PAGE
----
Crossing the Sahara
Ibn Battuta set out from Fez in the autumn of 1351 and crossed the Atlas Mountains. After traveling for eight or nine days he arrived at a town called Sijilmasa on the Oasis of Tafilalt. This was the last outpost before crossing the vast Sahara Desert. Here he spent four months waiting for the winter season when the great caravans could cross the desert. It was here where he bought camels of his own while staying with Muslims who offered him hospitality.
And so he set out across the Sahara Desert for Walata in a camel caravan in February, 1352. They traveled in the early morning and late afternoon and rested under awnings to avoid the scorching midday heat. Twenty-five days later the caravan reached the settlement of Taghaza, the main salt-mining center of the Western Sahara. Here workers loaded great slabs of salt which was in great demand in Mali. Taghaza was a desolate place. "This is a village with nothing good about it," complained Ibn Battuta. "It is the most fly-ridden of places." Then he described the huge amounts of gold that changed hands there.
The caravan stayed in Taghaza for ten days where he stayed in a house built entirely of salt except for the camel skin roof! The water was salty, too, and food had to be brought from the outside.
Then began the most dangerous part of the journey - almost 500 miles of sand where only one water place exists. Fortunately there had been some rainfall that year, so there was some scattered vegetation and occasionally even pools of water for the camels. The travelers drank water from goat skin bags. Yet there were more dangers:
"In those days we used to go on ahead of the caravan and whenever we found a place suitable for grazing we pastured the beasts there. This we continued to do till a man ... became lost in the desert. After that we neither went on ahead nor lagged behind."
Ibn Battuta worried about running out of water, about his guides losing their way, and about falling prey to the "demons which haunted those wastes." In the end of April, they arrived in Walata, on the edge of the desert -- a sweltering little town with mud brick houses next to barren hills and with a few palm trees. Ibn Battuta regretted coming at all to this town because he had been treated so much better in other parts of the Islamic world. He resented the governor who offered the visitors a bowl of millet with a little honey and yogurt as a welcoming meal.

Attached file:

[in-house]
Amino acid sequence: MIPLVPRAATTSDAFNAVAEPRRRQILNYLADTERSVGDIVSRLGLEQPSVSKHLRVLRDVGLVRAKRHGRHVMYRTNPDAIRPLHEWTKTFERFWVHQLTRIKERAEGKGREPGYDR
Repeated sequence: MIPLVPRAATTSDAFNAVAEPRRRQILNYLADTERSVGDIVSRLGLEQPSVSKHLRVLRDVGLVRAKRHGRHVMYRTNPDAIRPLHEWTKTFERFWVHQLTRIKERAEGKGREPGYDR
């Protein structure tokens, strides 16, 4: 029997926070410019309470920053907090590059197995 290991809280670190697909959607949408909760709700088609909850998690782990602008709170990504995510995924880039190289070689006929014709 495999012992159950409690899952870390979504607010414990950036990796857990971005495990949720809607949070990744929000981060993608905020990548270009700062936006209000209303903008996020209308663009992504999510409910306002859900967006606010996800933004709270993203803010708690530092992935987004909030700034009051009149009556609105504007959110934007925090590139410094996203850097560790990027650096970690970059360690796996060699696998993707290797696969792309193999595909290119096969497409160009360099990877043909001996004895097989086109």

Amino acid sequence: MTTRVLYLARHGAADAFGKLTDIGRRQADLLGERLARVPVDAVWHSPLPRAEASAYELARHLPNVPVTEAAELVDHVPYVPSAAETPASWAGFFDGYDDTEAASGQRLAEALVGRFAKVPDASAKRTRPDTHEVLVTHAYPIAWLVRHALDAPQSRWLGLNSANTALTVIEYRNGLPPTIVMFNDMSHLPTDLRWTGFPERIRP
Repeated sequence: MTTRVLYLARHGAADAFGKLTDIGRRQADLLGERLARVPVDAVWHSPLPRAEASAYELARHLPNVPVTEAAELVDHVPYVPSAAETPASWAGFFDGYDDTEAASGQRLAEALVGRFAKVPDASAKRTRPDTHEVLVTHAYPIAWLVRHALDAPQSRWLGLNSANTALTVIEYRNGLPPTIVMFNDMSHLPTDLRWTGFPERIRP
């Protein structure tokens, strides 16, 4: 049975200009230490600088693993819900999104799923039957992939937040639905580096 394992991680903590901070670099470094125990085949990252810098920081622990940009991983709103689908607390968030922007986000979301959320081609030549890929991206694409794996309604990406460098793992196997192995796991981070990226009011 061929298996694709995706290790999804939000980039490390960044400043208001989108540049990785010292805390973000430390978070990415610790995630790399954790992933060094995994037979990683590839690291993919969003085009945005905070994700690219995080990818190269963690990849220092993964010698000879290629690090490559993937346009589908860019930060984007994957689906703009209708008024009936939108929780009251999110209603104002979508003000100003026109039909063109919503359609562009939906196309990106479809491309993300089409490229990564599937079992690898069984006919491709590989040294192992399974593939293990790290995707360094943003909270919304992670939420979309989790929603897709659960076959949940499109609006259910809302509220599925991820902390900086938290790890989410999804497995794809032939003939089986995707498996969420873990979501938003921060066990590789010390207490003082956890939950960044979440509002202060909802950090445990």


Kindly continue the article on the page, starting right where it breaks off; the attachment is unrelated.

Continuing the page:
"I said to them: 'Was it to this that the black man invited us?' They said: 'Yes, for them this is a great banquet.' Then I knew for certain that no good was to be expected from them and I wished to depart."
He stayed in Walata for several weeks, but as happened in other places on his journey, he took offense at the local customs. After all, he must have thought, he was a special visitor that should be pampered. And even more offensive were the local customs that Ibn Battuta thought were not appropriate for good Muslims.
For example, he expected the sexes to be separated in an Islamic society. On one occasion he entered in a qadi's (judge's) house only to find a young and beautiful woman there to greet him. She was the judge's friend! (Ibn Battuta considered her presence there highly inappropriate). On another occasion Ibn Battuta called on a scholar and found the man's wife chatting with a strange man in the courtyard. Ibn Battuta expressed his disapproval and the man answered,
"The association of women with men is agreeable to us and a part of good manners, to which no suspicion attaches. They are not like the women of your country."
Needless to say, Ibn Battuta considered the local customs inferior to his own. This was not the first time Ibn Battuta took issue with the behavior of local women.
Side Trip: What were Ibn Battuta's views on women and sexuality?